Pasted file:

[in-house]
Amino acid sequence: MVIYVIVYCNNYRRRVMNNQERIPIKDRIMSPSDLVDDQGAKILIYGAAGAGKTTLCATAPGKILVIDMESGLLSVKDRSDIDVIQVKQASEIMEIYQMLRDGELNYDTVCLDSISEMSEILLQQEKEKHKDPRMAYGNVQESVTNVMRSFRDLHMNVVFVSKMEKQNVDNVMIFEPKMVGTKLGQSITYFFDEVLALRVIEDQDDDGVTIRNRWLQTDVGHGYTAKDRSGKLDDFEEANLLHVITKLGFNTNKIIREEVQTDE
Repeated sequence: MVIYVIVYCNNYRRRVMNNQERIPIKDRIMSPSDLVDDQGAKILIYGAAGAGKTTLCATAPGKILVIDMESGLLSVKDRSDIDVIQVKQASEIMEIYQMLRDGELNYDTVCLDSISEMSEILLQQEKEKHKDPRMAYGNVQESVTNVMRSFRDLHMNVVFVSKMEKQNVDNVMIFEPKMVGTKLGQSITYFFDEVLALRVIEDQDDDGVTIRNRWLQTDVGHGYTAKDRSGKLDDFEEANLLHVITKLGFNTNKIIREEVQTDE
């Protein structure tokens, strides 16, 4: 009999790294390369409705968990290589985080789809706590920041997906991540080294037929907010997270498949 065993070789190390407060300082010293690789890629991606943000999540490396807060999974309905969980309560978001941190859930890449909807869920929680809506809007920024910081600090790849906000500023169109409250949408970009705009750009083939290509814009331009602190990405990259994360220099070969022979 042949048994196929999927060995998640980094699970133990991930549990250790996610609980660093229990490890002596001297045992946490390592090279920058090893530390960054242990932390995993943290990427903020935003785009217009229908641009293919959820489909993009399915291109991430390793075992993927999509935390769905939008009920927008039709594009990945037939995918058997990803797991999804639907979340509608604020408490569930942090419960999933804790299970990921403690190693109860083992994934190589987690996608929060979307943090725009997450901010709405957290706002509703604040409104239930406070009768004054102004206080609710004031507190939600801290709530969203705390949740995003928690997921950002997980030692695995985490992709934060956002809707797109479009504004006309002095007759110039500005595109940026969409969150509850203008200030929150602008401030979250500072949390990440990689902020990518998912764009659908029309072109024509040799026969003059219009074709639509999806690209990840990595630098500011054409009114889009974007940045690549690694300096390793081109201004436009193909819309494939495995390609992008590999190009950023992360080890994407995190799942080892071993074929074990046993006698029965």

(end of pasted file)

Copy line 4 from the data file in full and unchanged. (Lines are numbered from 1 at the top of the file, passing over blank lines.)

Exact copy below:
């Protein structure tokens, strides 16, 4: 009999790294390369409705968990290589985080789809706590920041997906991540080294037929907010997270498949 065993070789190390407060300082010293690789890629991606943000999540490396807060999974309905969980309560978001941190859930890449909807869920929680809506809007920024910081600090790849906000500023169109409250949408970009705009750009083939290509814009331009602190990405990259994360220099070969022979 042949048994196929999927060995998640980094699970133990991930549990250790996610609980660093229990490890002596001297045992946490390592090279920058090893530390960054242990932390995993943290990427903020935003785009217009229908641009293919959820489909993009399915291109991430390793075992993927999509935390769905939008009920927008039709594009990945037939995918058997990803797991999804639907979340509608604020408490569930942090419960999933804790299970990921403690190693109860083992994934190589987690996608929060979307943090725009997450901010709405957290706002509703604040409104239930406070009768004054102004206080609710004031507190939600801290709530969203705390949740995003928690997921950002997980030692695995985490992709934060956002809707797109479009504004006309002095007759110039500005595109940026969409969150509850203008200030929150602008401030979250500072949390990440990689902020990518998912764009659908029309072109024509040799026969003059219009074709639509999806690209990840990595630098500011054409009114889009974007940045690549690694300096390793081109201004436009193909819309494939495995390609992008590999190009950023992360080890994407995190799942080892071993074929074990046993006698029965």